Zinc's ability to regulate fasting blood sugar
The goal for diabetic patients is to keep blood sugar levels stable by supplying or improving the function of insulin. Blood sugar levels increase post-meal, and lower again after insulin completes its job. To accomplish this, insulin has its own transporter protein called IGF-1 that removes sugar from the bloodstream and deposits it in the cell.
Many nutrients regulate the activation of IGF-1 to keep fasting blood sugar stable. Specifically, daily zinc consumption is an important factor for increasing IGF-1 levels. Whether you have been diagnosed with prediabetes or diabetes, zinc can benefit you.
Zinc deficiency and diabetes – Which came first?
It is difficult to answer this question, because there is evidence in favour of both. Zinc deficiency can be an indicator for diabetes, and those with diabetes tend to be zinc deficient. There are two main reasons for this:
- Those with diabetes often have decreased gastrointestinal absorption and zinc must be absorbed in the intestines.
- When blood sugar is consistently high, urinary zinc excretion increases.
A low absorption rate paired with a high excretion rate means it is more difficult to retain adequate zinc in the body. Thus, it is expected for diabetic patients to have significantly lower zinc levels. Diabetic patients aged 50 and older are particularly susceptible to zinc deficiency because they often avoid meats and other zinc-rich foods. In many cases, both intake and absorption of zinc are low.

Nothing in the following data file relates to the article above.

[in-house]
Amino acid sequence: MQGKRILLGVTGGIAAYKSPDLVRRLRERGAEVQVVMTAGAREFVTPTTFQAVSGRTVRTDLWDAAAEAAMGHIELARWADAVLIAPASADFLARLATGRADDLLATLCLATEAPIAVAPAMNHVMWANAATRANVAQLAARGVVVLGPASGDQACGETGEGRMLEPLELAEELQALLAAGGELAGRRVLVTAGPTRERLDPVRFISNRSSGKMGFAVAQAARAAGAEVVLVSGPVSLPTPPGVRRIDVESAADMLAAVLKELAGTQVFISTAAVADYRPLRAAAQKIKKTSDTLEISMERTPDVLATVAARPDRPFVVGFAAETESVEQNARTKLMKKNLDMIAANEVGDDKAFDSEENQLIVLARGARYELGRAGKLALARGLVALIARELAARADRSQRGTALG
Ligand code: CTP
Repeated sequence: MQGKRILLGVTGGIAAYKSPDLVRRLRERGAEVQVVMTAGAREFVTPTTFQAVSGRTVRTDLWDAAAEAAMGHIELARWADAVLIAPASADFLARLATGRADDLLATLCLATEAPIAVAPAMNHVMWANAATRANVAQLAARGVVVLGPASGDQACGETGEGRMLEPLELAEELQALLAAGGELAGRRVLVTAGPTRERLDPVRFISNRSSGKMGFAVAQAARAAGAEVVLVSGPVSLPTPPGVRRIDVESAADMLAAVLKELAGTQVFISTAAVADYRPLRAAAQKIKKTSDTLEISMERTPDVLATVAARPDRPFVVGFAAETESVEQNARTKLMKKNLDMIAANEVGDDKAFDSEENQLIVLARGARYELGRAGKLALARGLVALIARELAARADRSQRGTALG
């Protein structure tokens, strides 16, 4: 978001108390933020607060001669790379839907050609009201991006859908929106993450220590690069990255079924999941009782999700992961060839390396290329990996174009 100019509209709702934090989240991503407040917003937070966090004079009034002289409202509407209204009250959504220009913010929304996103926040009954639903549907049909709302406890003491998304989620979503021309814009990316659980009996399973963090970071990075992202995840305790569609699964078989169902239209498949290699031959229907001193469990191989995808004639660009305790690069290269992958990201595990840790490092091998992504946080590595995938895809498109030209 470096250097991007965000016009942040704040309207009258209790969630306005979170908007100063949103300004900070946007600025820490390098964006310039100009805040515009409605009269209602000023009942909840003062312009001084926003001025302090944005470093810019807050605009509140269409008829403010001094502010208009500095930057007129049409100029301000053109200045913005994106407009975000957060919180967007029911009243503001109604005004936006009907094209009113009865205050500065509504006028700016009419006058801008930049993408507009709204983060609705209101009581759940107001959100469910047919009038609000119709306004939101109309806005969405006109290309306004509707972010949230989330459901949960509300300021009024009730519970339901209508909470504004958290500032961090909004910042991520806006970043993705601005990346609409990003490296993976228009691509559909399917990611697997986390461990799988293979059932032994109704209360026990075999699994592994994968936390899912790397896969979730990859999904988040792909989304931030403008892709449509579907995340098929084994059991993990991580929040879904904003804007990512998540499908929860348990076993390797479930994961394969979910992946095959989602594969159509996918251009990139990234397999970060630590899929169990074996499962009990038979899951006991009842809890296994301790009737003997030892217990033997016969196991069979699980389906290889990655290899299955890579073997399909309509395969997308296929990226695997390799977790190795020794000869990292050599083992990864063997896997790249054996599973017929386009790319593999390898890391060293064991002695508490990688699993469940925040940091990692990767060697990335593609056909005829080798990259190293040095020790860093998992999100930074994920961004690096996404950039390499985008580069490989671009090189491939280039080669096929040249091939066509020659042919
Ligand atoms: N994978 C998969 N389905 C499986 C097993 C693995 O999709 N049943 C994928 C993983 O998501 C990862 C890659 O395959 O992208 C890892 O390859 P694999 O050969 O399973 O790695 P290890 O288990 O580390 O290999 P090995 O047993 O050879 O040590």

Is it possible to prevent diabetes?
As opposed to Type 1, Type 2 diabetes develops slowly. If you have been instructed to monitor your blood sugar levels, it is likely you have been introduced to the term "prediabetes". Prediabetes refers to blood sugar levels that are higher than normal, but not high enough to be considered diabetes. If this sounds like you, think of this diagnosis as a crossroad. Diabetes develops from a combination of lifestyle and hereditary factors. You can wait until your blood sugar levels rise to the point of diabetes, or you can start managing your blood sugar to change your future. Prevention strategies are key!
Multiple studies have shown zinc supplements to be a supportive strategy in preventing diabetes. One study in particular showed that zinc supplementation among people with prediabetes reduced the progression to diabetes from 25% to 11%. Zinc intake should not be the only strategy used, but given its positive findings, it is a useful addition to complement dietary and lifestyle interventions.
Zinc supplementation in patients with Type 2 diabetes
When taking a proactive approach to diabetes, supporting blood sugar levels through diet, lifestyle and supplementation is key. Our gentle, yet absorbable Zinc Bis-Glycinate 25 can be taken every day to help lower fasting blood glucose and regulate insulin.
Although zinc plays a powerful role in blood sugar balance, be sure to speak with your healthcare practitioner if you would like to add zinc to your health regimen. If you are on any medications for diabetes, consult with your healthcare practitioners for how to best proceed.